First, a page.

In any event, the law is clear that NYPD can’t force Waze to deactivate this feature. The reason is Communications Decency Act Section 230, the statute that makes it virtually impossible to hold websites or internet platforms liable for what their users post. Even sites that are designed to publish and host the most offensive material—revenge porn, for example—have successfully escaped liability because of CDA 230’s broad immunity. In order to hold Waze responsible as a publisher of its users’ reports of DUI checkpoints, NYPD would have to demonstrate both that those reports are actually unlawful and that the platform actually requires users to submit the unlawful information.

NYPD’s letter is a classic instance of what legal scholars call “jawboning.” The term describes when government knows it can’t force an actor to do what it wants, so it seeks to persuade it informally. Precisely because CDA 230 and the First Amendment pose such hurdles to legal action, jawboning is a particularly appealing strategy for governments seeking ways of holding internet companies accountable. That’s exactly what’s happening here. NYPD knows that it has no authority to actually compel Waze to deactivate this feature, so it’s choosing to fight a public relations battle instead.

This isn’t the first time that a police agency has threatened to take action against the app. In 2015, Los Angeles Police Chief Charlie Beck sent a similar letter to Google asserting that the ability to report police presence in the app—largely so users can avoid speeding tickets—“poses a danger to the lives of police officers.” The letter cited the tragic assassination of two NYPD officers, Rafael Ramos and Wenjian Liu, and claimed that their killer had used Waze to track the police. But the app was never explicitly connected to the killing, and judging by posts on the /r/Waze subreddit, the capability has remained one of Waze’s most popular features.

Nor are Waze’s woes limited to police. In 2018, a Los Angeles City Council member asked the city to sue the company for creating “dangerous conditions” on L.A. roads. Councilman David Ryu complained that the company—which claimed about 2 million users in and around Los Angeles—was causing congestion on neighborhood streets that had not been intended as arterial routes. Residents on one of the steepest streets in Los Angeles have said that the supposed “shortcut” is totally unsuitable and should be removed from the navigational algorithm. During massive wildfires in 2017, navigation apps reportedly directed users toward road closures and fires, not away from them, leading LAPD officials to warn residents not to use navigation apps at all.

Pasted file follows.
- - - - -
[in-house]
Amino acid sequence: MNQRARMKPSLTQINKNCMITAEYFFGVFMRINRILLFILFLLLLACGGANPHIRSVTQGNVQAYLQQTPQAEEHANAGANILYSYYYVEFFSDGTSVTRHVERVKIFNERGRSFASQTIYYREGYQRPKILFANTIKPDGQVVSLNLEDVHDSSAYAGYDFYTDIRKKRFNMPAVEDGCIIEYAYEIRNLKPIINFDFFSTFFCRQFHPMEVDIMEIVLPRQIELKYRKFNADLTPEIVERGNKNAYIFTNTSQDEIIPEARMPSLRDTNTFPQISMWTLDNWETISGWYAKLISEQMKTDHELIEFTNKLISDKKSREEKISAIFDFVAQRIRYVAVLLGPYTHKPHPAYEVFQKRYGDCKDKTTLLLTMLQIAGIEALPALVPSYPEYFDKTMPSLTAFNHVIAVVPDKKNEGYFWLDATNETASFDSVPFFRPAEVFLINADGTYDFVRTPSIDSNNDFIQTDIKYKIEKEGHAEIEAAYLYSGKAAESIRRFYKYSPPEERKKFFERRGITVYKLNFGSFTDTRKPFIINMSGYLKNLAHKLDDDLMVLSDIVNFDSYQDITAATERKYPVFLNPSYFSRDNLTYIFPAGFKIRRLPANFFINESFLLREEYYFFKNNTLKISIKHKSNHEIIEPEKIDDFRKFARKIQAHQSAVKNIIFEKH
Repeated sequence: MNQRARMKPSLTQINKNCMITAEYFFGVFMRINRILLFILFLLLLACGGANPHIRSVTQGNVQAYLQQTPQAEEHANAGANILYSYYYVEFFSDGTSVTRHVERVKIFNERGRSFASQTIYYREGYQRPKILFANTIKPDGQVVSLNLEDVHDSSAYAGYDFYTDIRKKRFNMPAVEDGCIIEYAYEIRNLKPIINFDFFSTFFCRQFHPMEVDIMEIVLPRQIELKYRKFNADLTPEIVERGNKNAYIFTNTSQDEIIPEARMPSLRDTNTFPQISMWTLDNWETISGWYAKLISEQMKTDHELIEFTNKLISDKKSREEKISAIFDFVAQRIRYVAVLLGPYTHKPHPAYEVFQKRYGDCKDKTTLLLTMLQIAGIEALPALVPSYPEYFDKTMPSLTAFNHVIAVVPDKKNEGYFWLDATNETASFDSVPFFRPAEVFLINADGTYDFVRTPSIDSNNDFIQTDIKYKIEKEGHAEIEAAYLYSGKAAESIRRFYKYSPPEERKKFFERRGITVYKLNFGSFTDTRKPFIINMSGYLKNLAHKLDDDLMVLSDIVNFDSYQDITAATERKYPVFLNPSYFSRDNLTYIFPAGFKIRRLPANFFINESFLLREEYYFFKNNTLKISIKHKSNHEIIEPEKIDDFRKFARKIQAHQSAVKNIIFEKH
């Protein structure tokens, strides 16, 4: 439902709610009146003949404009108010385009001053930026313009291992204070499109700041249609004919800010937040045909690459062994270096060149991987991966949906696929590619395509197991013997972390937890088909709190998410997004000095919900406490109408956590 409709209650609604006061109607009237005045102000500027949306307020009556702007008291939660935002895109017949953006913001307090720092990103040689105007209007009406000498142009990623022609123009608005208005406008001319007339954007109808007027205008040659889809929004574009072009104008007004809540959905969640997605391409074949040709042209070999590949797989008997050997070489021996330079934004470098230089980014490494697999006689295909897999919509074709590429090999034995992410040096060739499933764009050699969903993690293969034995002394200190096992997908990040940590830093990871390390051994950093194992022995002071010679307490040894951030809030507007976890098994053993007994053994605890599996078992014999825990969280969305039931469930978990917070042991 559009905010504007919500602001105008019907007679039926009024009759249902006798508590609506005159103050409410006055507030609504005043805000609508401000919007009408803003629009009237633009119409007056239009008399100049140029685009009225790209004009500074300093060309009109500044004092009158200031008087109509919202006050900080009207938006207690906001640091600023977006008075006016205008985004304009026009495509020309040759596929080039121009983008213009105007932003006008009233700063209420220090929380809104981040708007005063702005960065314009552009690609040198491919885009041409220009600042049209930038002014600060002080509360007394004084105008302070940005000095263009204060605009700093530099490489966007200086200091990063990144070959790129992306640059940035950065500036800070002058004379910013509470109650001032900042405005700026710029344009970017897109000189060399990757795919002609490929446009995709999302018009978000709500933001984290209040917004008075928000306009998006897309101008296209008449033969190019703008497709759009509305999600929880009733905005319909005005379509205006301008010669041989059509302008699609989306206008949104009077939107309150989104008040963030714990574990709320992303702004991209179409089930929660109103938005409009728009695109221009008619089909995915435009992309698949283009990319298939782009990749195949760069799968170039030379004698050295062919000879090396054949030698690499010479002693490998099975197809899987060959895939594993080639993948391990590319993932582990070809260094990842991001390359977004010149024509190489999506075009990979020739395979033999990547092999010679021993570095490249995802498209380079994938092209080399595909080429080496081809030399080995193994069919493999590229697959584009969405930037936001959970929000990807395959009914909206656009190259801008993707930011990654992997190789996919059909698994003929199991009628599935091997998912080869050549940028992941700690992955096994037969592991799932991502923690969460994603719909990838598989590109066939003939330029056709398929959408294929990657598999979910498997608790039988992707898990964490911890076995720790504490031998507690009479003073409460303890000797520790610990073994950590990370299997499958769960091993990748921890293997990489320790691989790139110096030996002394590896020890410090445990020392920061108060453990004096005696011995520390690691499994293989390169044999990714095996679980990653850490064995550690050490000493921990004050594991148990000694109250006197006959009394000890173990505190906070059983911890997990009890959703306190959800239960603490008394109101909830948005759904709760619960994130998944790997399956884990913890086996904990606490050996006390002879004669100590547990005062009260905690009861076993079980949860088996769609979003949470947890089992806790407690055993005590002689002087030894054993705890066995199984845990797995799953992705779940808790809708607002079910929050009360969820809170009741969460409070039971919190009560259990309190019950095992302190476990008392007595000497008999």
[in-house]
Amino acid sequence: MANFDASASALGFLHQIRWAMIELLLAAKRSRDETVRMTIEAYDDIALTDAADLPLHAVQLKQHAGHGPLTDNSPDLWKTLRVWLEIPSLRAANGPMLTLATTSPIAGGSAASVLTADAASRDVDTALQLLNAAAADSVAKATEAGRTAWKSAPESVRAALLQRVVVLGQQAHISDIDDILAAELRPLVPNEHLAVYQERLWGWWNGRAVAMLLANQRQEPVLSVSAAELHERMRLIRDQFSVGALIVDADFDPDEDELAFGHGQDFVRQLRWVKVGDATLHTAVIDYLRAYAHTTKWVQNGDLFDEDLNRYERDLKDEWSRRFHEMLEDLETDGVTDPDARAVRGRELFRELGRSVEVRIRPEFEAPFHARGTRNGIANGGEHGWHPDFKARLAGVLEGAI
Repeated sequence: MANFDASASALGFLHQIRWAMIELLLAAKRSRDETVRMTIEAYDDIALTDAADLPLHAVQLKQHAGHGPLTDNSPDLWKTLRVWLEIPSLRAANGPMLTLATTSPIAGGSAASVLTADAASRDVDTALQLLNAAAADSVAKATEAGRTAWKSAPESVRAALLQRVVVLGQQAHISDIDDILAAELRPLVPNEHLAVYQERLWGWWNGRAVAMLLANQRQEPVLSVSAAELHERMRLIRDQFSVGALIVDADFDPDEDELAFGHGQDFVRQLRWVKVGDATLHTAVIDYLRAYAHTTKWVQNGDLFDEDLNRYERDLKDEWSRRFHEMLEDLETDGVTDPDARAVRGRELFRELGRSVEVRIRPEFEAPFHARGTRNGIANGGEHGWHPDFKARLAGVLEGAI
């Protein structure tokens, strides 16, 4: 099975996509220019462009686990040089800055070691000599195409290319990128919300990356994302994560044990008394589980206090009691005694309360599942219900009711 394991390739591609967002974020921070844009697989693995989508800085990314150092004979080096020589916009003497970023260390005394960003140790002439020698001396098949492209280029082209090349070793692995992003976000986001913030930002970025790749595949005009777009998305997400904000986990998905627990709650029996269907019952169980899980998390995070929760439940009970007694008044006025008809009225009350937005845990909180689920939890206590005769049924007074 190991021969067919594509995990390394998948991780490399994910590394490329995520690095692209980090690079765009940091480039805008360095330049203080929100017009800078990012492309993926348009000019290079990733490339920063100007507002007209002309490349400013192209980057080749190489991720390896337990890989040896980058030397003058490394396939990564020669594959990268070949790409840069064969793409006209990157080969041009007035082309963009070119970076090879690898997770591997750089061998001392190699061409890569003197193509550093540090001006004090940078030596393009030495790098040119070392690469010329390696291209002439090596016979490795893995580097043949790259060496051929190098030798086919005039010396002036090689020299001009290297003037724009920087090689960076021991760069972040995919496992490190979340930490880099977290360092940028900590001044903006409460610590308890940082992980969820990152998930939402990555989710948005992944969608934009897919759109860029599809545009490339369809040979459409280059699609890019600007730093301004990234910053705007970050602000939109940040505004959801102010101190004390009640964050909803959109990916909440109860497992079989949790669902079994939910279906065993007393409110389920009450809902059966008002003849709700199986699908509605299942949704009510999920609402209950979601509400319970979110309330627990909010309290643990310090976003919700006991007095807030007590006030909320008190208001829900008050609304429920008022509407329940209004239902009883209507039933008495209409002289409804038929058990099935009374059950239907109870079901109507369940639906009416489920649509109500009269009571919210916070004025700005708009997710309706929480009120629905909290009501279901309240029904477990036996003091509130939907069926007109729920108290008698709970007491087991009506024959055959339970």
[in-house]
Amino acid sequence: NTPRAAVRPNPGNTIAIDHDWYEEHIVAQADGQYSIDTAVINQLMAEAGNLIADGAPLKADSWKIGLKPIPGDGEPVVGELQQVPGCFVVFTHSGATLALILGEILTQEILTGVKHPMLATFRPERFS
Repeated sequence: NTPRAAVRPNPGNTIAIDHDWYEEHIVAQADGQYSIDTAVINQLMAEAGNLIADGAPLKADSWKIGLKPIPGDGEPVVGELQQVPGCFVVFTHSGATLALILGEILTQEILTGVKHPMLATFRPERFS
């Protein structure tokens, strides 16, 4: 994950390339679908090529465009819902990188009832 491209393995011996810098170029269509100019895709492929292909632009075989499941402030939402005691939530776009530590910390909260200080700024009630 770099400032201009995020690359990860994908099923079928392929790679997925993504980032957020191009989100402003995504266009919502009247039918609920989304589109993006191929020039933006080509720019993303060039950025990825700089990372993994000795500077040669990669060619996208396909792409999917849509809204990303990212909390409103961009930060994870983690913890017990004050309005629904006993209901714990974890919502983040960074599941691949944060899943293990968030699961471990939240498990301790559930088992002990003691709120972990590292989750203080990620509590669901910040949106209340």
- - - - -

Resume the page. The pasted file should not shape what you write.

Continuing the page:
Notably, none of these many complaints have given rise to legal action. In spite of the posturing, even cities that blame the app for intractable congestion, traffic, and safety issues know that suing Waze is a waste of time and resources. Instead, agencies appear eager to partner with the company on free data-sharing initiatives, allowing law enforcement to get a direct feed of real-time information from Waze users. While data sharing is unlikely to appease NYPD in this instance, it’s likely the best solution cities have for resolving their safety concerns in light of the protections for Waze and its users.

Future Tense is a partnership of Slate, New America, and Arizona State University that examines emerging technologies, public policy, and society.